I’m using the quieter days over Christmas to write the first couple of posts for this new blog project in order to give you some initial stories to read. This is going to be my third post and I’m currently slightly ahead of time as my posts on my social media outlets are a bit behind. In the future I’m trying to keep up a weekly rhythm, so there will be one new behind the image story every week. Or so.
1/200, f/5.6, ISO 250, 84 mm, Lumix DMC-GX8
This lovely image was taken in Amsterdam in May 2019. I just recently rediscovered it when browsing my photos of the year for some holiday gifts. I still don’t understand Amsterdam. Even if I just saw the old city center with its old canals, it’s still baffling to me how such a charming city works as a capital of a modern society. The streets are tiny, if there are streets and not just waterways. There’s almost zero car traffic. Most of the inner city is relying on bikes as a way of transport. There’s a quite new subway in the city, but the inner city is just to close together to really benefit from the one or two new stops in the area. As a pedestrian you’re going through quite a learning curve during your first days in the city because the bike lines always have right of way. And they are fast. The many bike lanes in the city really make this the preferred way of moving.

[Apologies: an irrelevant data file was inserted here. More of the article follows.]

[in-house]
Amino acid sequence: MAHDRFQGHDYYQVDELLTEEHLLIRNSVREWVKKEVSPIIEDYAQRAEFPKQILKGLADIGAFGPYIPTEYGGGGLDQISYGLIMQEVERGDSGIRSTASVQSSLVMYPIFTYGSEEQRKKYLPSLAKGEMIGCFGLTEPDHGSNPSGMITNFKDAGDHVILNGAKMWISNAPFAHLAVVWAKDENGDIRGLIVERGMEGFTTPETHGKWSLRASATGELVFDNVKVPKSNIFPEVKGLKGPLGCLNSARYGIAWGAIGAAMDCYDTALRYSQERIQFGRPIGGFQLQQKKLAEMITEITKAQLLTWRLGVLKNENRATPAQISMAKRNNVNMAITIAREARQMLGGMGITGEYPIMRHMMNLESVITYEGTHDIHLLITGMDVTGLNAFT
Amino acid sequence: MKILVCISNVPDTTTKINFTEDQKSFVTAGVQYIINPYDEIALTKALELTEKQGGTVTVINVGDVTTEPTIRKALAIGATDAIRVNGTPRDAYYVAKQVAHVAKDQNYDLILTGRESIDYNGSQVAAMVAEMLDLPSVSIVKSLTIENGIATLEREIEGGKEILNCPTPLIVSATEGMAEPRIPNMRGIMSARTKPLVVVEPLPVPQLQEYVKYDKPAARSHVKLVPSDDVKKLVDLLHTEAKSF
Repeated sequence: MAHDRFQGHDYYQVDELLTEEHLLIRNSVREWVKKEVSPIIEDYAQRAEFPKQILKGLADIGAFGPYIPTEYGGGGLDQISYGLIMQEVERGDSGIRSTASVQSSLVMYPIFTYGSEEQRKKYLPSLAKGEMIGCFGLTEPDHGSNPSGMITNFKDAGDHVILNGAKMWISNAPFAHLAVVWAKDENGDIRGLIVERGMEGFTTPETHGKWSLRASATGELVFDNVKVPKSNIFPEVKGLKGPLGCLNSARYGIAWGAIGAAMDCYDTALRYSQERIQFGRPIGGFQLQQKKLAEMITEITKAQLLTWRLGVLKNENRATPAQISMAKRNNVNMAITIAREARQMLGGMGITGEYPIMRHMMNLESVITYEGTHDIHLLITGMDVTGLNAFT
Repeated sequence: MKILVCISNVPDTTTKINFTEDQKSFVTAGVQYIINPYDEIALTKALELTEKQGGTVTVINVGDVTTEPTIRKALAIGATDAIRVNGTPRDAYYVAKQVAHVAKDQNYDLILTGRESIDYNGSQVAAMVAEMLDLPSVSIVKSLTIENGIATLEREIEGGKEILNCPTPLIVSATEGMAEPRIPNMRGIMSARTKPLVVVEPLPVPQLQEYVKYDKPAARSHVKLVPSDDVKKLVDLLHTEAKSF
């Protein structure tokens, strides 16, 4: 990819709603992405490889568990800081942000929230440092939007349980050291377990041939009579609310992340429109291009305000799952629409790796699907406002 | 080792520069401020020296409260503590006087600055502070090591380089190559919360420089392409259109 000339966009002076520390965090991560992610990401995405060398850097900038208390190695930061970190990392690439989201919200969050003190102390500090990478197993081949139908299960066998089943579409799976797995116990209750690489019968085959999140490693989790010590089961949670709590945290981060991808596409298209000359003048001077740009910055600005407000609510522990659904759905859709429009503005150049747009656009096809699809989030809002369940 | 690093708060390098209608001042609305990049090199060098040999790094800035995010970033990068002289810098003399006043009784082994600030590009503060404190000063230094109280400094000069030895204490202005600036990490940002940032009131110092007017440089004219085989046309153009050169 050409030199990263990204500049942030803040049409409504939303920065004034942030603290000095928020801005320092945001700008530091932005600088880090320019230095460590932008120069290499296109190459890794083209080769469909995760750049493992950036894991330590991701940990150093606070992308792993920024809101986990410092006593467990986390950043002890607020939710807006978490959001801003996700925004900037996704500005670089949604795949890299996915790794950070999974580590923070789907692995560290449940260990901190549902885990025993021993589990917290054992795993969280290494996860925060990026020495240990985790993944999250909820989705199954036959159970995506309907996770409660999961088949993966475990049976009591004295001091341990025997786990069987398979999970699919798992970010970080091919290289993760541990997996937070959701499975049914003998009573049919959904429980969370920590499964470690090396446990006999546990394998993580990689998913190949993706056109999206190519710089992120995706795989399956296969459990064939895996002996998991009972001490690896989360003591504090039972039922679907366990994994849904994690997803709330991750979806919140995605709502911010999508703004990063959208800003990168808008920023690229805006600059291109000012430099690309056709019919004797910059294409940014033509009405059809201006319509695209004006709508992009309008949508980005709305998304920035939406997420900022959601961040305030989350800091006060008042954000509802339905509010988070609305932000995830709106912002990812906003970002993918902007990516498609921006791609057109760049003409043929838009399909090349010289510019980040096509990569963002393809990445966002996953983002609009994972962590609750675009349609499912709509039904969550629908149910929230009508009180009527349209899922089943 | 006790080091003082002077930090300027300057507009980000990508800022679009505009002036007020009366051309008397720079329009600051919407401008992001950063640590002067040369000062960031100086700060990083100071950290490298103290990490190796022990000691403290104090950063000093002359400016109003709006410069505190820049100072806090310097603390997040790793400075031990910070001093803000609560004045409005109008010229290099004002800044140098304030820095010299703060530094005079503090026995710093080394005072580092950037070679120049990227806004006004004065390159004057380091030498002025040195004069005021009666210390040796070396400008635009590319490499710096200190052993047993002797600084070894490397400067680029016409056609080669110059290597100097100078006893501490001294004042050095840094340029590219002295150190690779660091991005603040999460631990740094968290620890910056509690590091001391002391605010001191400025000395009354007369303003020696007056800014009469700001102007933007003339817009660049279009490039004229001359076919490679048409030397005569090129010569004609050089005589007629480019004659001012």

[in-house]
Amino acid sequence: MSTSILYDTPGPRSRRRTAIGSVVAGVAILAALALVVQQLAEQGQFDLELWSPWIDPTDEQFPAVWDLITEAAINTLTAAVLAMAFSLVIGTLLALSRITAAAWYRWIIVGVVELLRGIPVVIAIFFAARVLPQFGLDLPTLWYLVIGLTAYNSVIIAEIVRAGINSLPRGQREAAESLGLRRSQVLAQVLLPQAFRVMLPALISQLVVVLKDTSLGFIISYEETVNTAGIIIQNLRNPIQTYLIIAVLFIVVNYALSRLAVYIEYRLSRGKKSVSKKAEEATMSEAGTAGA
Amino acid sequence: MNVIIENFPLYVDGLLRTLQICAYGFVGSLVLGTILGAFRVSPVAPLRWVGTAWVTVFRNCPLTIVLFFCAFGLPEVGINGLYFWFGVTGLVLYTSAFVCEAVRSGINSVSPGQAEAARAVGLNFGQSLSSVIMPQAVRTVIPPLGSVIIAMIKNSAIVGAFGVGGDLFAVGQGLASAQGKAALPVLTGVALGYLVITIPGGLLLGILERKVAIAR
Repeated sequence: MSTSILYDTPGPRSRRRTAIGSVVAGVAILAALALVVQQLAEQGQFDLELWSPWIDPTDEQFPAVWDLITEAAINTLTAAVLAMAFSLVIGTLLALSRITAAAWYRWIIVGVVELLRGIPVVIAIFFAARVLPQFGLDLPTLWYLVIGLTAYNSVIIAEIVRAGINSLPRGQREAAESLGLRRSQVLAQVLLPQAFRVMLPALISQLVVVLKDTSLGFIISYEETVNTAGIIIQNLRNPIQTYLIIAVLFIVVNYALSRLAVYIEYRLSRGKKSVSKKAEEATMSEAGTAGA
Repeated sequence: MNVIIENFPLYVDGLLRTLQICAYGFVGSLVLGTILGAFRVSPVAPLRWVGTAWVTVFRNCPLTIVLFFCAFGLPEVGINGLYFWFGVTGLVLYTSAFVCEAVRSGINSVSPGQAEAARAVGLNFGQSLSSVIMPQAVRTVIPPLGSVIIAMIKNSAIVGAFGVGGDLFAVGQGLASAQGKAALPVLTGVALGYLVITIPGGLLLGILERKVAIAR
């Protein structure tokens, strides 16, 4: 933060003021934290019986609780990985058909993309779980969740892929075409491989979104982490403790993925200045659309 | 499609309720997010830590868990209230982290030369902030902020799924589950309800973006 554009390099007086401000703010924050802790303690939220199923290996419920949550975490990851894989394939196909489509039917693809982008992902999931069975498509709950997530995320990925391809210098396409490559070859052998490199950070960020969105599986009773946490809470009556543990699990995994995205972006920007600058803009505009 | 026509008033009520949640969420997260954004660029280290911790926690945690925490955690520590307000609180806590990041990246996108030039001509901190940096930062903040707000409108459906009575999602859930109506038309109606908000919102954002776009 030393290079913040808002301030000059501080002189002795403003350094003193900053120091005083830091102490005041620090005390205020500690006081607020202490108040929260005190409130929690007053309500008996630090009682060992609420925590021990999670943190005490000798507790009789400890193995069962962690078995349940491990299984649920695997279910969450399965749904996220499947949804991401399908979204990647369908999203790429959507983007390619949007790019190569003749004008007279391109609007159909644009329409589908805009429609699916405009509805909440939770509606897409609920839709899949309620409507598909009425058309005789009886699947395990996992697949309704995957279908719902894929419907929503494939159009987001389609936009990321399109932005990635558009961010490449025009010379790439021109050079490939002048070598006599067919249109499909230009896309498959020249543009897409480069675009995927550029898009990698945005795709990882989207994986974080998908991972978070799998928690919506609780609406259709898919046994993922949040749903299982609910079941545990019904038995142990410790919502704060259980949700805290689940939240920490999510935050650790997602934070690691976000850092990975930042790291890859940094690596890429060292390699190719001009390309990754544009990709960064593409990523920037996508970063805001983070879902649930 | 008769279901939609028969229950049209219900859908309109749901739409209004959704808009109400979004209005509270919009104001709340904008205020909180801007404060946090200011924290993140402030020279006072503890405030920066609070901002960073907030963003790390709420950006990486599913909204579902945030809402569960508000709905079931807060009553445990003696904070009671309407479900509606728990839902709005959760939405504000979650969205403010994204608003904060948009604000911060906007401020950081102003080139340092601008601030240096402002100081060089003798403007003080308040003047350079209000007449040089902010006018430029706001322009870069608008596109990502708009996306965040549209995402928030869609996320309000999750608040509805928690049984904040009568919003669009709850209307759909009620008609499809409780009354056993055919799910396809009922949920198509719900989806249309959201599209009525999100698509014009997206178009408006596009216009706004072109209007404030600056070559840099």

The image was taken close to The Huis aan de Drie Grachten or The House on the Three Canals. This tiny house is surrounded by canals on three sides. Most of the houses of Amsterdam are very narrow but also very long, reaching from one canal all through to the next one. Most houses have been used as warehouses in the past. The goods were loaded on and off the ships with pulleys in the attic of these houses.
Amsterdam is an old medieval city from the outside, but very fresh and modern from within. There are also a lot of younger people in the city center going to work or even living there. So there’s this constant mixture of old window frames and a modern interior glancing through those windows. The sole plate almost becomes a time machine beaming you to the present or even the future while crossing it.
In this context and surrounded by all these old canals and timber framed houses I loved to find these little robots glancing through the dirty window and looking outside to see what’s going on. It’s pretty much how I felt as walking along those streets. It’s like a constant shift between past and future.